1.Semiotics-signs,symbols,Icons & branding.

Semiotics= CL:The study of signs and symbols and their use or interpretation– designation, likeness, analogy, metaphor, symbolism, signification and communication

IN: It explores how words and other signs make meaning. In semiotics, a sign is anything that stands in for something other than itself.

  • Signs produce “meaning”

  • Sign= significance 

  • Social production of meaning via signs, symbols and icons.

=Non-Vocal Communications=

Signals, signs, and symbols.

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ekono 2

Types of unemployment

Cycle/Coyuntural→ Changes according to the economic cycle

Seasonal→ Some seasonal activities have a big impact on the employment rate. For example, during summer people with jobs in the tourism sector increase.

Structural→ There is a lack of skills because of lack of access to education or formation or because there is an excessive job demand. 

Macroeconomic policies definition

Actions held by States to drive the economy towards the appointed goals by managing the main economic

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Which of the following modern movements led to new ways of studying and thinking about the natural world?

The scientific revolution

Which of the following modern movements challenged traditional philosophies and encouraged new political movements?

The Enlightenment

Which of the following modern movements created new types of jobs for workers and made it easier for factories to produce large quantities of new products?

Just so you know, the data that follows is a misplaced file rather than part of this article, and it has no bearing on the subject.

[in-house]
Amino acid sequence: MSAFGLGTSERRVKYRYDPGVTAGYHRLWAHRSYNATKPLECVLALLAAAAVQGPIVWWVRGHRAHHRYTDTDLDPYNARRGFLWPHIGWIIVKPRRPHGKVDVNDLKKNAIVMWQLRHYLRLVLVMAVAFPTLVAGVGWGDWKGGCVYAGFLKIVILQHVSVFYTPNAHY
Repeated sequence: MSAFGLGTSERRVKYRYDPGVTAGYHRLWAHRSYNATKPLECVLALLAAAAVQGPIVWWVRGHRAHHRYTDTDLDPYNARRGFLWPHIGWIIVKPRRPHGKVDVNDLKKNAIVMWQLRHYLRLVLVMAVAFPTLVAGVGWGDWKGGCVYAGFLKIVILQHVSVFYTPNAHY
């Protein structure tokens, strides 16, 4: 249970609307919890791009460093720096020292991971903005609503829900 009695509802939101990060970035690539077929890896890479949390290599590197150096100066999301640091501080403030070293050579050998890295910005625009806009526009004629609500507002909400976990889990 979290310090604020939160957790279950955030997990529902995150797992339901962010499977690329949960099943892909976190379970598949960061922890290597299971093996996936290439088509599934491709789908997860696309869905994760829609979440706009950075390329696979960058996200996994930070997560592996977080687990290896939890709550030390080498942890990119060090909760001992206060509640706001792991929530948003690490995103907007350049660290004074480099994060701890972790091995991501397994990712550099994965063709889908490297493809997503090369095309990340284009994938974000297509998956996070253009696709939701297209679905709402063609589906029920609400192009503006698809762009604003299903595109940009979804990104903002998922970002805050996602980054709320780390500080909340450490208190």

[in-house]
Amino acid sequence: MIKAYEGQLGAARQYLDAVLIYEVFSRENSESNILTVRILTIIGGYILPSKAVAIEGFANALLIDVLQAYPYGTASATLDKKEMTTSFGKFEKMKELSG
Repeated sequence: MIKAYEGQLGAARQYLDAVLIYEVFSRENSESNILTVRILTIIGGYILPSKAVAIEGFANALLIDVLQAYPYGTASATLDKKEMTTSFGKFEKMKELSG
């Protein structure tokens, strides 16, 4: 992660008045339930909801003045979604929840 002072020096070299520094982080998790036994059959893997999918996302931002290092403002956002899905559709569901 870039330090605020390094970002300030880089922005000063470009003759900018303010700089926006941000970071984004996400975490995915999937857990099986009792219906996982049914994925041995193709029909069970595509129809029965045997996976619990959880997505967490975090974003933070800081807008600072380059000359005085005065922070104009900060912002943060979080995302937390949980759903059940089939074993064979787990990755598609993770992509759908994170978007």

The Industrial Revolution

How were the causes of the Enlightenment similar

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Haste: excessive speed or urgency of movement or action; hurry.

Leisure: use of free time for enjoyment

Strove: struggle or fight vigorously

Gazing Grain: grain learning toward the sun

Gossamer: a thin, light cloth

My Tippet- only Tulle: My shawl was only a fine net cloth

Swelling: a natural rounded protuberance.

Sacarcely: only a very short time before.

Cornice: the molding around the top of a building

Surmised: suppose that something is true without having evidence to confirm it.

Sorest: suffering pain

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120 Czarist Russia
At the beginning of the 20th century, the Russian Empire encompassed an immense territory that amounted to one sixth of the earth’s surface. It extended from western Europe, across the Steppes and Siberian forests, to the Pacific Ocean, and from the frozen lands of the Arctic to the temperate shores
ofthe Black Sea.
This vast space housed around 150 million inhabitants in 1917. The population was very unevenly distributed and possessed a great diversity of nationalities, peoples

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